Having a master list is vital to meal planning. One of the biggest reasons people don’t meal plan is they get overwhelmed trying to come up with meals for a week or month all at one time. But when you make a master menu, that excuse is no longer valid.
Meal plan for every meal.
When I first began meal planning, I would just plan our dinners and come up with breakfast and lunch on the fly. And even the dinner menu only consisted of just a list of five or six meals for the week. This resulted in many a day of staring into the fridge wondering what I felt like cooking that evening.
I later realized a better way is to meal plan every meal and actually write it down on specific days. This way takes all the thinking out of it. I just look at the menu and do what it says. And since I came up with it, I have the freedom to swap things around if I need to and still have every meal covered.
To make meals even more simple, we always eat leftovers for lunch. When I’m preparing supper, I just make enough to feed us for two meals. We often don’t eat as much for lunch as we would for supper, so this isn’t hard to do. And it usually doesn’t take any extra time to cook larger batches of the same food.
I’ll even separate my husband’s lunch and pack it when I’m cleaning up supper. That’s one less thing to do in the morning. The rest of the leftovers go into the fridge until the next day. Then they are popped into the oven to warm. This makes lunch super quick and easy most days and makes one less meal I have to prep or plan each day.
Meal plan for the same time you grocery shop.
This means that if you buy groceries for a month at a time, meal plan for that whole month. Don’t shop for a month if you only have a week planned out. No matter how many deals you can get. If you buy that twenty pound bag of apples because it’s a great deal, but you don’t plan on eating apples every day that month you just wasted your money and those apples. You will actually save money if you’re only buying what you know your family will eat.
The flip side of this is true as well. If you buy groceries weekly, don’t try to plan out your whole month of meals at once. You will only stress yourself out. Especially if your income isn’t regular from week to week. You may plan a feast for the end of the month, but realize that’s just not in the budget. No sense in having to meal plan twice. I buy groceries every two weeks and that is how I meal plan-for two weeks at a time.
One last thing to remember. On those last couple of days before you grocery shop, your pantry will probably be getting pretty bare. Most produce will be gone or not so fresh. Make sure you take this into account and don’t plan a huge feast of fresh greens and fruit the day before you shop. This is especially true if you don’t shop weekly. (Ask me how I know this. 😉 )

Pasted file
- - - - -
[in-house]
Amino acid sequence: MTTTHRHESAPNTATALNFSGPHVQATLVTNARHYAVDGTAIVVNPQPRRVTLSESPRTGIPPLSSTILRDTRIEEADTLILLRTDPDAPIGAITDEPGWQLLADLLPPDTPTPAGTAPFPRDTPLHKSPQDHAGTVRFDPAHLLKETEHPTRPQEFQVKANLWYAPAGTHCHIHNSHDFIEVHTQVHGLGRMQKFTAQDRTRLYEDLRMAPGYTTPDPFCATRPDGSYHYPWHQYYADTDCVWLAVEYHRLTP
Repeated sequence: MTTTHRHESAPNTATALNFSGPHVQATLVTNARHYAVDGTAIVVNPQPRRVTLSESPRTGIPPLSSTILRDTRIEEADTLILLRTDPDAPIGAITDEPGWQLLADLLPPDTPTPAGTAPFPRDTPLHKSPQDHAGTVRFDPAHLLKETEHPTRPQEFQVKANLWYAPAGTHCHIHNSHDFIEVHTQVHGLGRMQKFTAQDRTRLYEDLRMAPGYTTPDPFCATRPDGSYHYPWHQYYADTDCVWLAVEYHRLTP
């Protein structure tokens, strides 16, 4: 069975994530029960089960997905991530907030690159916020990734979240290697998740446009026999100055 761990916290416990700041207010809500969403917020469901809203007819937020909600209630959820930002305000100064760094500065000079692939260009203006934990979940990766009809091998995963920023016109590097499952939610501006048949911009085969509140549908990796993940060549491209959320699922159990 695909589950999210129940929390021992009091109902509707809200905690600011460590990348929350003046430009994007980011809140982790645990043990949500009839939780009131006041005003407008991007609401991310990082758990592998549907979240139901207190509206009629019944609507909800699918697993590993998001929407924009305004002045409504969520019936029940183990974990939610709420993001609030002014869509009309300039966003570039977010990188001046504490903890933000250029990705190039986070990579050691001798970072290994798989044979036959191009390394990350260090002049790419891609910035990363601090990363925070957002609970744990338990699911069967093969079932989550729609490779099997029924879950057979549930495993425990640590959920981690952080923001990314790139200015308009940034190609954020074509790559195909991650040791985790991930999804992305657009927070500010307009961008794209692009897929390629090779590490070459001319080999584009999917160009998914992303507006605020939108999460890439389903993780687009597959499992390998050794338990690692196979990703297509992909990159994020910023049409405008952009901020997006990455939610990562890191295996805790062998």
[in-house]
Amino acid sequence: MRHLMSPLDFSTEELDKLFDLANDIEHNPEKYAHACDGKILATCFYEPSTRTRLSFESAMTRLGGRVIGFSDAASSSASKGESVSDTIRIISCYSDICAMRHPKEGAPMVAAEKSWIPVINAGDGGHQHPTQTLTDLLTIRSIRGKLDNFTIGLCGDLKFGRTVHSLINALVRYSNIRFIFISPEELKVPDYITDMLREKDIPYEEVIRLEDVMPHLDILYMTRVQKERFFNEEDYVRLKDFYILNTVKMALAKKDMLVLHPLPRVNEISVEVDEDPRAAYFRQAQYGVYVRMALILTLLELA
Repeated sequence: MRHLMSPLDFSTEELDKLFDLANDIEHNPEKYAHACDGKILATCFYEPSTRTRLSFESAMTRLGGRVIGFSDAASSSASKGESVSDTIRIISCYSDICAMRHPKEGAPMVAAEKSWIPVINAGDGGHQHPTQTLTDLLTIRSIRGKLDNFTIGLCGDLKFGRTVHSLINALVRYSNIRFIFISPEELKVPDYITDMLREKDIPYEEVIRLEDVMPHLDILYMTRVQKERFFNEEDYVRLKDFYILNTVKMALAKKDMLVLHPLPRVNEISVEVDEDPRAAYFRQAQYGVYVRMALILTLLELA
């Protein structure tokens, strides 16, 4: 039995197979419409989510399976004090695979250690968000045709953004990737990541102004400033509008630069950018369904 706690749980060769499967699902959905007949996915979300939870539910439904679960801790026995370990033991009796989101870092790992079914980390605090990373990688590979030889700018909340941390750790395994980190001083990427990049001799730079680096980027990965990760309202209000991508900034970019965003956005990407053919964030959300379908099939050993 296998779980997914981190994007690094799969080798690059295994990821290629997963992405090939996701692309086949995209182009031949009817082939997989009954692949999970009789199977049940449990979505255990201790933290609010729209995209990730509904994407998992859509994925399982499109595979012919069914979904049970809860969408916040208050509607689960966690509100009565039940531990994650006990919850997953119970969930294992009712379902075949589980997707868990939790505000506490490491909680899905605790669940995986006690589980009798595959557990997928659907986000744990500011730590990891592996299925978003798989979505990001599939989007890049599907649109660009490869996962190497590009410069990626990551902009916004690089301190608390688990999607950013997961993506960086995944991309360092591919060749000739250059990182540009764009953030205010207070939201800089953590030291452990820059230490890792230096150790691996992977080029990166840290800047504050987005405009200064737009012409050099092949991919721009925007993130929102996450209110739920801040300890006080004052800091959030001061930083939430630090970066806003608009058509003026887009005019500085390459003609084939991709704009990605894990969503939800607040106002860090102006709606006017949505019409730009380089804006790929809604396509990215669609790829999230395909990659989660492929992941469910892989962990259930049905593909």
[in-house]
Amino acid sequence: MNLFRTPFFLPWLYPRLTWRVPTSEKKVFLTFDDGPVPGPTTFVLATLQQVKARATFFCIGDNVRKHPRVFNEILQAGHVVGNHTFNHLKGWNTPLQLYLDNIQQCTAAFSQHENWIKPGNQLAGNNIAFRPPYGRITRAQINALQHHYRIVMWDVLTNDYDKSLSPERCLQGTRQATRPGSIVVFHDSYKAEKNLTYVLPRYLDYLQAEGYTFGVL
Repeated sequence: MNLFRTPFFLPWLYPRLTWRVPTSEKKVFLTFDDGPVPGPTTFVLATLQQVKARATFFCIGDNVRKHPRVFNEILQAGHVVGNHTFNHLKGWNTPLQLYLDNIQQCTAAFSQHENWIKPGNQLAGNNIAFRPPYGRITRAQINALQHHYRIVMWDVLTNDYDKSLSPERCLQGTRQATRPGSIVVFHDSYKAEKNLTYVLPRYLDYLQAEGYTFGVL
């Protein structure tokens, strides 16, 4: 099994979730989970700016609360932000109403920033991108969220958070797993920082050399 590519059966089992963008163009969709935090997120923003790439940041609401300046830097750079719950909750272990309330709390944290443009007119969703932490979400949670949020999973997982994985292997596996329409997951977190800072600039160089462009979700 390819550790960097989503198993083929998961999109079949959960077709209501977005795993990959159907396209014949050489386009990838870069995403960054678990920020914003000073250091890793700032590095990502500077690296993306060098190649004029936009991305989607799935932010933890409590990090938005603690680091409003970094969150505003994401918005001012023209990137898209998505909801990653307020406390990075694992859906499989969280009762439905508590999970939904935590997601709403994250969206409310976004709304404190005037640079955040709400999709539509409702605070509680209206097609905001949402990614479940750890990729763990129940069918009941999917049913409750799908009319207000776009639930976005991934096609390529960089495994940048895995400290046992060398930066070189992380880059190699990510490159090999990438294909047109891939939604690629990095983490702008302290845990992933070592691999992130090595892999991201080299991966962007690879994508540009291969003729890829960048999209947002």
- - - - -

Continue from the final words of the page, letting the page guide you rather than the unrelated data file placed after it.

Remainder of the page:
Meal plan for holidays and special occasions.
It’s inevitable that every month there will be a holiday, get together, or vacation that needs to be planned for. When I meal plan each two weeks, I always write in those days first so I don’t forget them. I can’t tell you how many times I’ve had to go back to the store for ingredients for a special dish I was expected to take somewhere. At least until I began meal planning. There are still those activities that come up unexpectedly. If I know about them ahead of time, I can plan for them and save a trip to the store. If I don’t know about them, I still have a list of meals I can choose from and possible still save a trip to the store.
Resources to help you meal plan.
When I began to fully meal plan, I tried a few different systems. While they all had their good points, I realized I needed a system that was tailored to fit my needs. That’s when I designed my meal planning system. It contains a printable master menu list, meal plan calendar, weekly menu, and shopping list. I’ve tweaked them little by little and the result is a plan that works.
This system is flexible enough to help the novice get started and the pro planner get more organized. It works if you meal plan for only a week or two at a time or the whole month. And it even has a weekly page. That way if do you plan several weeks to a month at once, you can quickly see the current week and list items to restock. And what system would be complete without a shopping list page? This even works if you have to make several stops to complete your grocery haul.
You can get my system free just for becoming part of my Herb It Up community.
Print it out and make copies for each week or month or laminate and reuse it. I love printing the monthly view each month so I can track our meals. But I’m not a fan of printing weekly things. I just laminate the weekly view and use a dry erase marker to fill in each week. When the next week starts, just erase and reuse.
However you decide to use it, I hope it takes all the stress and excuses out of meal planning. You’ve got the resources, now you are ready to monitor your diet, stay on track, and achieve better health. All while spending and wasting less.
Until next time,